Tracey Tong/metro ottawa


OPSEU president of part-timers and sessionals Roger Couvrette tacks up a copy of the Canadian Charter of Rights and Freedoms at Algonquin College as part-time Algonquin instructor Caron Fitzpatrick looks on.


A recruitment drive has turned into a dispute over freedom of speech after union members say Algonquin College forbade them from bringing their campaign onto campus property.

The city college is one of the few in Ontario that opposes the Ontario Public Service Employees Union’s (OPSEU) part-time worker membership drive, according to Roger Couvrette, president of the provincial organization of part-timers and sessionals and a former part-time English teacher at Algonquin College.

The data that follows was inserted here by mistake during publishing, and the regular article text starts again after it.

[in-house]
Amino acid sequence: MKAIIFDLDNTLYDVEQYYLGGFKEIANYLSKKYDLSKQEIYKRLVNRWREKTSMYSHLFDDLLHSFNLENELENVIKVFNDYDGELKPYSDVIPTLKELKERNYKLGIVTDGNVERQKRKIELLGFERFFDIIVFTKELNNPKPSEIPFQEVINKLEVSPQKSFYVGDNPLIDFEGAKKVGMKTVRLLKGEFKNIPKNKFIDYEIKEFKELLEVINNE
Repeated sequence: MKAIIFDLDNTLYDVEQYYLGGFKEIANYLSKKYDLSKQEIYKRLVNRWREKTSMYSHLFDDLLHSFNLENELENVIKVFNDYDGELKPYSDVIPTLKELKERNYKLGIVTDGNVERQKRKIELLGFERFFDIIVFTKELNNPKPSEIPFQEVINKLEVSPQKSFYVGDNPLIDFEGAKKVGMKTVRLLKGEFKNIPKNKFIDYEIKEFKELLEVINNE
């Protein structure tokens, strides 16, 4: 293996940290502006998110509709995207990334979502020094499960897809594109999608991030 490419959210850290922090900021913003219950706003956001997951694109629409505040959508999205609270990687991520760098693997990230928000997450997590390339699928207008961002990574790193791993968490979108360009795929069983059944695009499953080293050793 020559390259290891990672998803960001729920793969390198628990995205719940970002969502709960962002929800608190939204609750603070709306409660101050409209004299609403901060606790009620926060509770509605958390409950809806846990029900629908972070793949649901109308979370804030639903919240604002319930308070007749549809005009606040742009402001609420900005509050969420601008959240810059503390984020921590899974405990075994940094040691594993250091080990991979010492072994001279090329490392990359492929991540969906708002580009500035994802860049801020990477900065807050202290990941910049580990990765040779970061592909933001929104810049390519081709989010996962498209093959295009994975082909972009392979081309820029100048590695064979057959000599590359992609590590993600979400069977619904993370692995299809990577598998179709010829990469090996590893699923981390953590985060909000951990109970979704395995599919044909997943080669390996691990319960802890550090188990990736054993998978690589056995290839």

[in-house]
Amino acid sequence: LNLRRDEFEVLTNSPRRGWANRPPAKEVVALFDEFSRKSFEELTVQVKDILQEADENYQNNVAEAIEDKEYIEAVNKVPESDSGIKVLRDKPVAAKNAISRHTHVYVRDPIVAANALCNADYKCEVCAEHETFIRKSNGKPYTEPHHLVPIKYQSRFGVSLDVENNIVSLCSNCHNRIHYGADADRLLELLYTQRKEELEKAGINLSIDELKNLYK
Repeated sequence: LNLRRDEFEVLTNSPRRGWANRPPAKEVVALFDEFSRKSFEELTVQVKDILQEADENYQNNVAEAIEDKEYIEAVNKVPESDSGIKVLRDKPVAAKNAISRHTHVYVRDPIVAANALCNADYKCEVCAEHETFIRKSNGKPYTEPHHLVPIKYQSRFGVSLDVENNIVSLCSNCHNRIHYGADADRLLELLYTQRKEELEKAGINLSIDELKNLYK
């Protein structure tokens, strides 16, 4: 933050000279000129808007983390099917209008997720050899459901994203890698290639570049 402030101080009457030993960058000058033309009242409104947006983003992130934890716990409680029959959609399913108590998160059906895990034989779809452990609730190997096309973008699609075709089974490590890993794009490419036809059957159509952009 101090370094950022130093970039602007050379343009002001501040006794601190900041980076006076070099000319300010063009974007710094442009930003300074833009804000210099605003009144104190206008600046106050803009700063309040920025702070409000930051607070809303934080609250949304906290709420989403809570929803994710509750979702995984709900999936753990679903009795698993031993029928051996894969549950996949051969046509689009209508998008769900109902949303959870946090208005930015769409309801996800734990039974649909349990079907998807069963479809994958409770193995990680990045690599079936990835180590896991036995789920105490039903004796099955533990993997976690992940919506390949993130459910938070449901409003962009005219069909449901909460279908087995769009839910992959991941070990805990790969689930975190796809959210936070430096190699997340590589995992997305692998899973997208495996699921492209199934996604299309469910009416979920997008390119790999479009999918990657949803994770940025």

The union was unable yesterday to speak to part-time instructors, staff and students in the college’s common areas, he said.

“It’s disgusting that an institution of higher learning that is supposed to set standards is taking the low road and putting obstructions in place that hinders the rights of its workers to freedom of speech and freedom of assembly” said Couvrette. “The college has no right to stop workers from finding out about the organizing drive.”

Members of OPSEU tacked up a copy of the Canadian Charter of Rights and Freedoms in protest.

College spokesman Andrew McKelvey said Algonquin does respect the right to organize but “we ask that on-campus union-organizing activities not disrupt college business.”